“The James Earl Jones Effect” by Síle Englert, from Arc’s 2020 Shortlist

The James Earl Jones Effect

At the beginning of my alphabet, James Earl Jones stands
in front of a blue door on Sesame Street, like the first hint
in a scavenger hunt. The letter A appears anemic on the screen,
distracts from electric groan and static. I blink. When the power
goes out, B bubbles my breath underwater in the dark and a
clawfoot tub. James Earl Jones is a hymn, pealing awake
in my brain all night. The soft-wild letter G— still audible
over light pollution and permanent smell of pink on my fingers—
for girl. And girl at war with disarray, arranging books by colour,
music in alphabetical order. Girl picking the puppets apart,
wondering if their mechanisms mimic her own. This is her
language: mine. I hear James Earl Jones say I, and I speak
an inadequate sentence, incompetent mouthful of runes. But
I write the elegy that ice sings when the lake’s winter flesh
cracks in a thousand places. There is no alliteration in a hand,
no phonetics in a lip’s curl unless they are painted with letters.
James Earl Jones speaks percussion, a pulse tapped on the table
in time to my circulatory system. M, he says, a meager thing
mewing in foetal position on the bedroom floor. N, and no one
notices the words scrubbed red into my neck. Close to the end,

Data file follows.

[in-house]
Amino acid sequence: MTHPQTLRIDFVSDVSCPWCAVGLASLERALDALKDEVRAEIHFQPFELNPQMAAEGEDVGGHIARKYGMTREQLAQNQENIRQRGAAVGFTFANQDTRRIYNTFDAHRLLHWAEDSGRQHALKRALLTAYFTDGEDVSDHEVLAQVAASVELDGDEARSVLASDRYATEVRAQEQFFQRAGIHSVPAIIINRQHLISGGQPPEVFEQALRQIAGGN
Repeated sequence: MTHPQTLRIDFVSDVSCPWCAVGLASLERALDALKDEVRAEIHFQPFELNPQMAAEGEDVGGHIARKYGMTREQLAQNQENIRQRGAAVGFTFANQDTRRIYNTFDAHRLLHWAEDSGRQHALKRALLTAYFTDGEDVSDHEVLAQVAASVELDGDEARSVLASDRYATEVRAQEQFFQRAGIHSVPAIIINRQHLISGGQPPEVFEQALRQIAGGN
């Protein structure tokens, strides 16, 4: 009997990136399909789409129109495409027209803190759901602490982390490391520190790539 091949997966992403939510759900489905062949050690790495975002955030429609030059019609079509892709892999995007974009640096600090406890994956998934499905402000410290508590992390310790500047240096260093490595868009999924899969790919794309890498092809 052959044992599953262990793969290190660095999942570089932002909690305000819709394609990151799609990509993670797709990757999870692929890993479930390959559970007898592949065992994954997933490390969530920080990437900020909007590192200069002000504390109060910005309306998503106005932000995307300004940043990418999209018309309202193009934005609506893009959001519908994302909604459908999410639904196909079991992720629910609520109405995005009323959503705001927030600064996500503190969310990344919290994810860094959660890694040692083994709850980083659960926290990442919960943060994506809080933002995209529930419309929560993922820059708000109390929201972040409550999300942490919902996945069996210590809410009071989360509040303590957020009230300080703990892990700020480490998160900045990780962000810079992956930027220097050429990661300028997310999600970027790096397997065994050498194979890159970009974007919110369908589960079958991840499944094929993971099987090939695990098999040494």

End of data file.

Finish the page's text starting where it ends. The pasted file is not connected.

W means woman and girl both at once. I find them wrapped
around each other under the bed. They are singing the alphabet
song. Each with an X drawn on her palm to mark the place you
leave the pen. I write a eulogy for snow, white murmur where
two worlds meet quietly on the sidewalk. And we are almost there.
James Earl Jones is saying Y and he means why did it take so long
to find the last letter? At the end of this alphabet is the sound
of my new throat, burning with clues.

Rusty Priske on “The James Earl Jones Effect”

“The James Earl Jones Effect” shows the strength of voice, as we can easily hear that voice in our heads as we read. While looking back as a framework, this is not a poem rooted in the past, but rather introspection across a life, with individual time left aside. Language as entry point.

Síle Englert is a poet, fiction writer and multi-disciplinary artist from London, Ontario. She is the author of Threadbare (Baseline Press, 2019). Her writing has appeared in journals such as: The Fiddlehead, CV2, Room Magazine, Canthius, The /tƐmz/ Review, Crannóg Magazine (Ireland), Freefall Magazine and The Minola Review.

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